Having skated by the Marine Colonel on the beach in the morning when I interrupted his amphibious war game, I was a bit concerned about returning to the beach in the afternoon to pick up our M-boat for transfer back to Ikeshima. I had barely turned off the main highway when I discovered “the war was not over, and I was still in the “battle zone.”
Fierce fighting was taking place in the scruffy growth near the roadside as the blue army made progress against the red defensive positions. I could hear gunshots including machine gun fire all around me.
Suddenly a marine jumped from the downhill side of my jeep and began running alongside firing blanks over the hood at an enemy he had apparently seen on the uphill side.
I was startled, but kept going at a slow pace down the curvy dirt road, the shooter running alongside, until the enemy jumped up on the hill, the two of them now firing at each other and hollering, “I got you.”
“No, man, I got you first.”
“The hell you did, you can’t use that jeep for cover; it’s not part of the exercise.”
“Is too. You’re dead, man!” At this point an officer umpire, I presumed because of the green arm band, leaped onto the road in front of me signaling everyone to a stop. I hit the brakes, and I think I may have even put my arms in the air a little, as the marines continued arguing.
The umpire quickly settled the argument.
In his senatorial voice and boring finality he announced, “Although the jeep is not officially part of the exercise, the blue invader showed marine initiative taking advantage of changing situations. The red defender is dead, the blue marine may continue.” Without another word, he waved me to continue.
About a quarter mile further, I came upon a roadblock with an armed sergeant stopping traffic and a machine gun nest set up at the side of the road behind a small sand bag bunker. I went through my story, figuring I had an advantage now. From the top of the hill, we could see our LCM coming back across the bay for the pickup, but the sergeant was not impressed. He knew navy vessels were grey and this black LCM approaching could very well be a third country vessel trying to pick up a spy! At his invitation, I accepted the armed guard who road with me while I followed the sergeant to battalion HQ.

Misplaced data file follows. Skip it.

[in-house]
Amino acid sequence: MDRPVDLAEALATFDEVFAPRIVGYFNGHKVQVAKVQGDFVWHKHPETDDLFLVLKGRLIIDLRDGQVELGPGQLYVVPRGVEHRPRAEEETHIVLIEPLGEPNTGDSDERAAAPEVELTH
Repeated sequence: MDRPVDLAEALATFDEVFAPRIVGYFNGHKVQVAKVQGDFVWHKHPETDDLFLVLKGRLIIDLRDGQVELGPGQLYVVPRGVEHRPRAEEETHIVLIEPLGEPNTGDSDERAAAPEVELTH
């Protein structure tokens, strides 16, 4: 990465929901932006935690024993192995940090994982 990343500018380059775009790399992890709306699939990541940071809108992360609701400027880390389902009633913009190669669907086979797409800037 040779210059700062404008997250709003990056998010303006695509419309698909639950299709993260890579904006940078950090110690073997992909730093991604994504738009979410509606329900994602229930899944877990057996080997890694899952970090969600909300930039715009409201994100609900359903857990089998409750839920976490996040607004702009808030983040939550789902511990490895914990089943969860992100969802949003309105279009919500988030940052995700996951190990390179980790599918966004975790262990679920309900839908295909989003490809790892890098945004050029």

Oh man! The battalion commander was my marine colonel friend from the beach. I felt better when he smiled and said, “So, you’re still around here causing trouble Lieutenant?”
“I hope not sir”
“I’ve heard that your LCM was on the way to pick you up, so I’m giving you a non-combat pass that will keep you out of trouble until you get out of here.” He was laughing.
“I’m really sorry for the trouble sir”, I apologized again, “we normally get message notice for this sort of thing. I don’t know what happened.
“Where you from Lieutenant?”
“Pennsylvania, Sir. Small town in Northwest, called Bradford.”
“You go to the Coast Guard Academy in New London?”
“Yes, Sir, class of ‘57.”
“You know, there was a lad about your vintage from my home town, Upper Sandusky Ohio, who went to the Coast Guard Academy, can’t remember his name.
I smiled and ventured a guess,“Would it be Tom Matteson, sir? How many other CGA grads around my age could there be from Upper Sandusky, Ohio? Tom always reminded us that, strangely, it was below Sandusky.
“By God, that is the name.”
“Yes, Sir, Tom’s a classmate. He’s in flight school now.
“Well, I’ll be damned.”
“Yes Sir.” Was that the correct response?
I never had a chance to tell that story to Tom until our 50th reunion at the Coast Guard Academy. He was pretty sure he knew the Colonel’s family. Tom, retired as a Rear Admiral and Superintendent of the Coast Guard Academy. He was later appointed as the Superintendent of the Merchant Marine Academy at Kings Point, NY.